Degree Name

PhD (Doctor of Philosophy)

Program

Sports Science and Coach Education

Date of Award

12-2017

Committee Chair or Co-Chairs

Dr. Brad DeWeese

Committee Members

Dr. Kimitake Sato, Dr. Michael Ramsey, Dr. Michael Stone

Abstract

Bobsled is an Olympic sport that has progressed from rudimentary in the 1800’s to highly technological replete with biomechanical analyses and investment in engineering from the world’s top engineers. Little to no investigation has been carried out on all the tracks and the interrelationship between various measures of starts and sled-travel down-track. Further, little quality research has been produced in the athletic characteristics required for high-level competition in bobsled.

The present manuscript investigates the reliability of, and interrelationship between, start time, start velocity, split times, and finish times in World Cup 2- and 4-man bobsled competition. A strong relationship between the three variables is found, but further research is needed to elucidate the actual effects of the push start on the sled’s travel down-track because of several confounding variables.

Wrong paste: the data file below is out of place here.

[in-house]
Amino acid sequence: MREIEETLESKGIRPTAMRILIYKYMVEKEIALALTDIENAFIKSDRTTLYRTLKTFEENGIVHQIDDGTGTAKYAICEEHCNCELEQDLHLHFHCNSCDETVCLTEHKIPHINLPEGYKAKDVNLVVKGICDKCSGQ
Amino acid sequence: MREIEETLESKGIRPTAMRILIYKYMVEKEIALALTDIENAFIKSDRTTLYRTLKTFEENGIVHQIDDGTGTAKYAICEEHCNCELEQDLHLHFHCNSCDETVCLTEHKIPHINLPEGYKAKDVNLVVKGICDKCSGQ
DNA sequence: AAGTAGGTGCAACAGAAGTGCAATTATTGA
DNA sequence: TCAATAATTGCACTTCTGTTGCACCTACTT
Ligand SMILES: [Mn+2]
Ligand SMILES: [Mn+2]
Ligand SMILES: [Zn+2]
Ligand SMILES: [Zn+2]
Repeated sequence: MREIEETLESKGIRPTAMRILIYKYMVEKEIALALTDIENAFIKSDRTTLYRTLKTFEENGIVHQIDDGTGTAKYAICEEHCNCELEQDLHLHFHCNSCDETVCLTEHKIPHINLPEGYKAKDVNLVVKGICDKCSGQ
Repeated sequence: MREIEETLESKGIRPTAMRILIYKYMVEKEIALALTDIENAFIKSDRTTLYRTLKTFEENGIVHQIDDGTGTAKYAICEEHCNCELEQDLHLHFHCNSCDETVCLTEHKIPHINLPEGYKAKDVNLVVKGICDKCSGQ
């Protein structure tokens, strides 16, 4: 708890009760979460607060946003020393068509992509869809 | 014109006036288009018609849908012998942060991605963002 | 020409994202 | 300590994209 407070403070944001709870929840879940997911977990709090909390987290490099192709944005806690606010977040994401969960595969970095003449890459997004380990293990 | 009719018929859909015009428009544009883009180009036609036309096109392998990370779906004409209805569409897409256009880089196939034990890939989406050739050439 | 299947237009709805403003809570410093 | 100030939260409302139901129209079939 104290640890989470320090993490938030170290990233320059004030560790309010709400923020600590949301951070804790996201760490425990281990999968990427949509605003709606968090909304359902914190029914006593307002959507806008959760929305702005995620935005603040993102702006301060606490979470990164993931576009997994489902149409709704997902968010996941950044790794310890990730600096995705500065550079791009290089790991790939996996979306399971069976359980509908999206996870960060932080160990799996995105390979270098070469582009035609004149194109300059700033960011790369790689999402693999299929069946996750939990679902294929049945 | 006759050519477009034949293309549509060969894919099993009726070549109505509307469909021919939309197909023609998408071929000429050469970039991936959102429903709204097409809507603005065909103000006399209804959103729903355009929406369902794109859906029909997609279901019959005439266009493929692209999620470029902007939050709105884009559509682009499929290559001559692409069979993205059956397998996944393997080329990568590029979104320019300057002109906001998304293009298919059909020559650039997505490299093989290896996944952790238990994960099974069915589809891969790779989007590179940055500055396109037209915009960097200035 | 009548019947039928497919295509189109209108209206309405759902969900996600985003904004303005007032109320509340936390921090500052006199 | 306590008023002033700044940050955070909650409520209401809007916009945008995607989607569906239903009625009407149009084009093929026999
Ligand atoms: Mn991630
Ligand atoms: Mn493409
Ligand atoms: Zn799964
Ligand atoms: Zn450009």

The present manuscript also investigates the tests commonly performed by the USA Bobsled and Skeleton federation as a means of talent identification and athlete monitoring. Strength and power tests may have more validity for discriminating between higher-level push athletes, so long as a sufficient threshold of running speed is present. Speed tests only discriminate well between lower level push athletes. Recommendations are made for modifying the current testing battery in such a way as to better identify talent and better monitor traveling athletes and informing coaching decisions about athlete preparedness for fast bobsled push starts.

Document Type

Dissertation - Open Access

Copyright

Copyright by the authors.

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